Hard-pressed General Motors and Ford Motor Co. surprised analysts and posted sales increases in January, halting a four-month-long string of sales declines that had cost both companies market share and had magnified other corporate difficulties.
Strong fleet sales last month, however, helped overcome softness on the retail side during January, GM and Ford officials said. Future prospects for both companies were clouded, however, by a decline in truck sales that suggested consumers are still looking for alternatives to traditional sport-utility vehicles.
Mark LaNeve, pointing to the 53-percent increase in sales of the Chevrolet Tahoe, insisted GM’s new full-size SUVs are off to a strong start. “Sales, production, inventory turn rates and dealer orders are all ahead of plan. It’s January, it’s early, but we’re optimistic that these great new products will be successful,” LaNeve added.
However, sales of other GM SUVs, pickup trucks and crossovers were weak last month.
Ford also reported a 7-percent decline in truck and SUV sales. The decline at Ford was paced by a 23-percent drop in sales of the Explorer and a 30-percent decline in the sales of the Expedition.
George Pipas, Ford sales analyst, insisted it was too soon to label the new Explorer a flop. “We don’t know what sales would have been without it,” said Pipas, who conceded there was still a lot of pressure on the SUV segment.
Both GM and Ford, however, were able to post sales gains for the month thanks to strong sales of passenger cars. Sales of GM passenger cars increased 15 percent and Ford passenger car sales increased 18 percent.
The same pattern prevailed at the Chrysler Group where passenger car sales went up and sales of trucks declined. “Our car business is up 20 percent, and our LX products are up 62 percent. The Dodge Caliber begins production (Wednesday) and gives us a strong entry into the small car segment with an attractive price starting at $13,985. We are now a full-time car player,” said Gary Dilts, Chrysler Group senior vice president for sales.
Overall, Chrysler Group sales increased 5 percent last month, ending two months of decline, he added.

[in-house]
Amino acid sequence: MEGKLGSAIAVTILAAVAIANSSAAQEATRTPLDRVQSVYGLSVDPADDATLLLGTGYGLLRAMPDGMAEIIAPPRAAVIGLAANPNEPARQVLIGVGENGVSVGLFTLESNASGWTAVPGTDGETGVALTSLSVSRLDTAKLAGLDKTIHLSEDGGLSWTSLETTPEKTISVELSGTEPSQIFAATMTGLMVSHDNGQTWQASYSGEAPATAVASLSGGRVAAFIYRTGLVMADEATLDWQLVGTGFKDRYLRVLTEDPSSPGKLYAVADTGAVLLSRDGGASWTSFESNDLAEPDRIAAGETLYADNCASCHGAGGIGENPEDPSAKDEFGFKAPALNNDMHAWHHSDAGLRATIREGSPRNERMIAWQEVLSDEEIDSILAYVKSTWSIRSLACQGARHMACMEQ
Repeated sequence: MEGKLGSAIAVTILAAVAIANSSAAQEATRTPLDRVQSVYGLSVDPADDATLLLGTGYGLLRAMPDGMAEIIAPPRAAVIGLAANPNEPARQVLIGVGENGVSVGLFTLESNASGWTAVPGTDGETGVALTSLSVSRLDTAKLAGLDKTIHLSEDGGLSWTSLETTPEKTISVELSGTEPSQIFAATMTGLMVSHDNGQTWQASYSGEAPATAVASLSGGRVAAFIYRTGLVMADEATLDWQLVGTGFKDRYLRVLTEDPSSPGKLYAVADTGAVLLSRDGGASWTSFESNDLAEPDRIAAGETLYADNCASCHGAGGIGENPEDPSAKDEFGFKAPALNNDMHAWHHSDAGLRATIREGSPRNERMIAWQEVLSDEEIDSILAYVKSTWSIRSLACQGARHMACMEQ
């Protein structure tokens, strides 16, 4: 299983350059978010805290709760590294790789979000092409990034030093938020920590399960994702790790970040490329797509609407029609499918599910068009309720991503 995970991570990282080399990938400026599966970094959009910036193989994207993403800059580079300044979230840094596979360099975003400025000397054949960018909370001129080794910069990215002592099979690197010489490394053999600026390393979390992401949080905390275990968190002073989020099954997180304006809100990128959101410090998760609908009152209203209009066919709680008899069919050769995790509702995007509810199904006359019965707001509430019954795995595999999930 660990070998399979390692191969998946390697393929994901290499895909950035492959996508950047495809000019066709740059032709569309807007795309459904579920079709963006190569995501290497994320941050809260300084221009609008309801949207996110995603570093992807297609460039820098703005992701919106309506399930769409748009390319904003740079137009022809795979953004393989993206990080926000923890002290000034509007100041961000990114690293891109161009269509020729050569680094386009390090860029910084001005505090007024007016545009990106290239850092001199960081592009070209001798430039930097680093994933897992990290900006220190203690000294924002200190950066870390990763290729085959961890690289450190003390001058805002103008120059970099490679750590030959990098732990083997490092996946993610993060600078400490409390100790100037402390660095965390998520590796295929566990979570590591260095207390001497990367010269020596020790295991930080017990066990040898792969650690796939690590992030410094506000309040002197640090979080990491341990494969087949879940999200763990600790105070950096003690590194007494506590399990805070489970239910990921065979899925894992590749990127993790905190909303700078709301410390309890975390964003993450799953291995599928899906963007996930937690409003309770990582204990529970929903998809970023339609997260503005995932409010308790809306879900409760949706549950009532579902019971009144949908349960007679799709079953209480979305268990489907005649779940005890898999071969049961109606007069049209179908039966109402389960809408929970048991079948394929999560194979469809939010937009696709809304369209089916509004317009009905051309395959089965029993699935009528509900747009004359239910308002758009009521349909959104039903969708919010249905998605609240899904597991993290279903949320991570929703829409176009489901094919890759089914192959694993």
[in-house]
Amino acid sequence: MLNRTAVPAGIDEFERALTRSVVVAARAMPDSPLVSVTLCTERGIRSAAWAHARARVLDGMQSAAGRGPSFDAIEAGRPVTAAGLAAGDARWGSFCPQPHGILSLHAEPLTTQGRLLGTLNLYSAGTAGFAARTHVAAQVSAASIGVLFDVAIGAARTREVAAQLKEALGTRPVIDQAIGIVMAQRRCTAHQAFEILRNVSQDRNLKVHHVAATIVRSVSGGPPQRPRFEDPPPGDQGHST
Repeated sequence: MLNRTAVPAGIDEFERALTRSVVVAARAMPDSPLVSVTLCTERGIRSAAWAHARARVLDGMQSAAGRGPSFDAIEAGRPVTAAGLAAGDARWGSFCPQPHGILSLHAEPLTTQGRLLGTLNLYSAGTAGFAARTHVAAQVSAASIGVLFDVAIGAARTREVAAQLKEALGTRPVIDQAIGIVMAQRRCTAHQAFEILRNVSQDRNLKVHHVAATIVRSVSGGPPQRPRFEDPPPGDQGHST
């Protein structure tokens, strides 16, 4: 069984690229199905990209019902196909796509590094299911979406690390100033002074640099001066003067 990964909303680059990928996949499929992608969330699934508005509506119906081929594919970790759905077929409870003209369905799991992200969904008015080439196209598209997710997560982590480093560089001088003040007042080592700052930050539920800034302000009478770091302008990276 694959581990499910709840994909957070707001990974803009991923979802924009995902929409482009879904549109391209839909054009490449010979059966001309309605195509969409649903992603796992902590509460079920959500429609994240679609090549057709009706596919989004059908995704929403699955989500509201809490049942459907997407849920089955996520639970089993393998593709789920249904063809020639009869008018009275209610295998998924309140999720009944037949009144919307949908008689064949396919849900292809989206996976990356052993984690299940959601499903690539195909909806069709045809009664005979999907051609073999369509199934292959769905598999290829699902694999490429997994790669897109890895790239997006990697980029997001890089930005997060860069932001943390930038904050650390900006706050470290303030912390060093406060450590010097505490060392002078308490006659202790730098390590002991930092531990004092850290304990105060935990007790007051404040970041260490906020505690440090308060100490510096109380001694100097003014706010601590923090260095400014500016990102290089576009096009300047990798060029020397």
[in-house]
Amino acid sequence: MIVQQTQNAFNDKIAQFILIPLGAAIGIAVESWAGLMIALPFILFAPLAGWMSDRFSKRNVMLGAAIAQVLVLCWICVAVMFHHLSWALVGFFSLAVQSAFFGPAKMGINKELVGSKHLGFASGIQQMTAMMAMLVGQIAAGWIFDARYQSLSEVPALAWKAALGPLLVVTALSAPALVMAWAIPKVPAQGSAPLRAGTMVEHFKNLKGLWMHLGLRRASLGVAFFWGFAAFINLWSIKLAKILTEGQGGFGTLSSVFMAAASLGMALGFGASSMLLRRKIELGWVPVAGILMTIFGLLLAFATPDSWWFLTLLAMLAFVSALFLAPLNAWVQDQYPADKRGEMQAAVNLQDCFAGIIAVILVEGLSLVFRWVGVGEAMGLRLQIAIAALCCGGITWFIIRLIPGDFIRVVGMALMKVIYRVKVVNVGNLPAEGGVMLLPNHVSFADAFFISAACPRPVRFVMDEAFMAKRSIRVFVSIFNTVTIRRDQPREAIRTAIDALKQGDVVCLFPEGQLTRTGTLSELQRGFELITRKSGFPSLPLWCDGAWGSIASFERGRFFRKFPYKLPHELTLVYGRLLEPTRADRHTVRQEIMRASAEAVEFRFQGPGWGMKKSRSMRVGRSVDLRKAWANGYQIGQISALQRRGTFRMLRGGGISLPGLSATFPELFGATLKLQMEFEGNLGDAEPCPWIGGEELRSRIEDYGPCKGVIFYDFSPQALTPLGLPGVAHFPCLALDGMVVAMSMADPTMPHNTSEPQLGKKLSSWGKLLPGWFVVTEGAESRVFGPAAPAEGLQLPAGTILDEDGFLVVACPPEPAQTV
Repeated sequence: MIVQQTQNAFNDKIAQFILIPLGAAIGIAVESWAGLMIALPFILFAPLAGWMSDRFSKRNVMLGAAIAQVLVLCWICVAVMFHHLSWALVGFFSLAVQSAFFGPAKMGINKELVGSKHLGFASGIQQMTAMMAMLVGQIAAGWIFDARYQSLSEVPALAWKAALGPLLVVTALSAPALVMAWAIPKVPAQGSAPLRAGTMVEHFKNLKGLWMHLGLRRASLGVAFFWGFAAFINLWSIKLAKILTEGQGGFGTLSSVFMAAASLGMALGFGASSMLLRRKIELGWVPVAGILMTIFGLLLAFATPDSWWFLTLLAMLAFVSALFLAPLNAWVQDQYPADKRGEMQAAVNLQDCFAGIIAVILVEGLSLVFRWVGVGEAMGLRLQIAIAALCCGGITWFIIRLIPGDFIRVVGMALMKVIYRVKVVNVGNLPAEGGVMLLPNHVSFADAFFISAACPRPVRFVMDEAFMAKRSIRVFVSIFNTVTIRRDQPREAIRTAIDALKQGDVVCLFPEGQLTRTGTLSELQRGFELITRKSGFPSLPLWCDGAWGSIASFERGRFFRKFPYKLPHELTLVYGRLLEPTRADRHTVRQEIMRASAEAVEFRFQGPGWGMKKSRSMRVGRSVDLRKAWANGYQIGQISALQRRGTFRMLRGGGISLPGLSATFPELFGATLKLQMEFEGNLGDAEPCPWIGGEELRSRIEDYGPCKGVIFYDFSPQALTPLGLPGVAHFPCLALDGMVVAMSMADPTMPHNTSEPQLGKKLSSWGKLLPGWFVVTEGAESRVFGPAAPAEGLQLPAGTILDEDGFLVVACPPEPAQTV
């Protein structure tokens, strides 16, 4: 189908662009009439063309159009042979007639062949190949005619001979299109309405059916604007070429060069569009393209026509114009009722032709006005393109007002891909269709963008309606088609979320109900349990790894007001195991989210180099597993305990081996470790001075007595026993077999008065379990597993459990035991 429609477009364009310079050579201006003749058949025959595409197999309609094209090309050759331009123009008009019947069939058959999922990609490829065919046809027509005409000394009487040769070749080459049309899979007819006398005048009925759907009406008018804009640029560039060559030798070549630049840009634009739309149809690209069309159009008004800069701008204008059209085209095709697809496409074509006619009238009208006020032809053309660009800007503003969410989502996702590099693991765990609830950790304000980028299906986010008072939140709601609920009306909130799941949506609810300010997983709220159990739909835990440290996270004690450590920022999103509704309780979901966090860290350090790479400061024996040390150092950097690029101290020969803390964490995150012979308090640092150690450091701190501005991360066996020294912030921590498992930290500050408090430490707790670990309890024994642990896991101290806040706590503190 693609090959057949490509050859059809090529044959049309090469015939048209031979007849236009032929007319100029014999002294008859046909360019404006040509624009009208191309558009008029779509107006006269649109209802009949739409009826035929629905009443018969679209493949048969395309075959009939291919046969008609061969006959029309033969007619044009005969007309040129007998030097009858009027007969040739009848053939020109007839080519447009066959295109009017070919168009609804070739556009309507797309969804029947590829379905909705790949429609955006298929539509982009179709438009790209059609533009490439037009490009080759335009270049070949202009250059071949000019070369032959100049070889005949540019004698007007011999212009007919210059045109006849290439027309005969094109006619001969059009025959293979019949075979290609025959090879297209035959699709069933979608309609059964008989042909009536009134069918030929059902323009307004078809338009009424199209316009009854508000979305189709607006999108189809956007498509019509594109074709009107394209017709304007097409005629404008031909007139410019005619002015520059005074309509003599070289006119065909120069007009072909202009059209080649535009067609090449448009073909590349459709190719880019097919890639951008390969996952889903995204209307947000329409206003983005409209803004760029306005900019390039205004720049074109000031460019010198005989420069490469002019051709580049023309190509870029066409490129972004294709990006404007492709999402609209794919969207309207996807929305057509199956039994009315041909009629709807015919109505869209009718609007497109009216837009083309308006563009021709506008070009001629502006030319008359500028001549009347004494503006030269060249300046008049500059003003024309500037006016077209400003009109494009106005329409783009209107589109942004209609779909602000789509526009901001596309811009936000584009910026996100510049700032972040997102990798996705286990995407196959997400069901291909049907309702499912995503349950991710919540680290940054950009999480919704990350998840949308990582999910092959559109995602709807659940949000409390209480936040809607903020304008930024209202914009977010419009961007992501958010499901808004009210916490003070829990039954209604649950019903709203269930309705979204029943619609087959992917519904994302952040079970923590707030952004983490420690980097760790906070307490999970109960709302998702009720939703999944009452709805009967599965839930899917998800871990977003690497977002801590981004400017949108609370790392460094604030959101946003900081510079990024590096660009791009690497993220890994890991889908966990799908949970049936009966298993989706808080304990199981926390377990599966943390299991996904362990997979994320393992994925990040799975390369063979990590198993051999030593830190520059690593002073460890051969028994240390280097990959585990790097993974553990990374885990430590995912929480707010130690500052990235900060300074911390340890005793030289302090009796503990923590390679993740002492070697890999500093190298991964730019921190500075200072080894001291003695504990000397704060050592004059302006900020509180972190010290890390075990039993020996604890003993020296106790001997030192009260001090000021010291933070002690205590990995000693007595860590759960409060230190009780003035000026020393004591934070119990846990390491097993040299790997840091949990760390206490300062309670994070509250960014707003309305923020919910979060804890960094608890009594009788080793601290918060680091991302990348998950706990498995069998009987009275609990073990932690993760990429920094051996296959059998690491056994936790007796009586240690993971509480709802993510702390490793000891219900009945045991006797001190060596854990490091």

The passenger car sales of all three companies were clearly bolstered by a strong dose of fleet sales, which offset a decline in retail sales, officials from GM, Ford and Chrysler conceded.
The start of the year traditionally is a strong month for fleet sales by all automakers and last month was no exception, said Dilts. Overall fleet sales, which include deliveries to both commercial and rental companies, account for between 20 percent and 25 percent of all light-duty vehicles.
Pipas said the strength of Ford’s fleet sales offset a decline in retail sales. Overall, Ford’s fleet sales increased by 6 percent and are expected to increase again this year, he said.
Almost 29 percent of GM’s sales also went to rental companies, which were rebuilding and restructuring their fleets. Chrysler officials also said they are aggressively pursuing sales to commercial customers.
Dilts said the relative strength of January sales should ease fears that forecasts predicting steady sales in 2006 were overly optimistic.
Overall sales were up about 7 percent and automakers pegged The annual rate of sales last month at a very healthy 16.9 million units and possibly higher.
“Dealers reported improving traffic in their showrooms and Internet lead generation as the month progressed and consumers became aware of our aggressive reduction in sticker prices,” noted GM’s LaNeve.
“January’s bright job market outlook and the uptick in
consumer confidence bode well for the industry, as do signs the economy has
bounced back from the
“Other in the industry are tightening their belts but we remain committed to steady, incremental growth,” said Dick Colliver, American Honda executive vice president. Hyundai also reported a 16-percent sales increase, while BMW, Mercedes-Benz and Audi also all reported sales increases. Mitsubishi also reported sales improved year over year.
However, Nissan reported sales were basically flat, dropping just 1 percent, as its big pickup truck and sport-utility vehicles lost ground in January.
Meanwhile, the positive sales reports were greeted with relief at General Motors and Ford. Last week, GM announced an $8.6 billion loss, and Ford outlined plans for a sweeping restructuring that is expected to eliminate 30,000 jobs.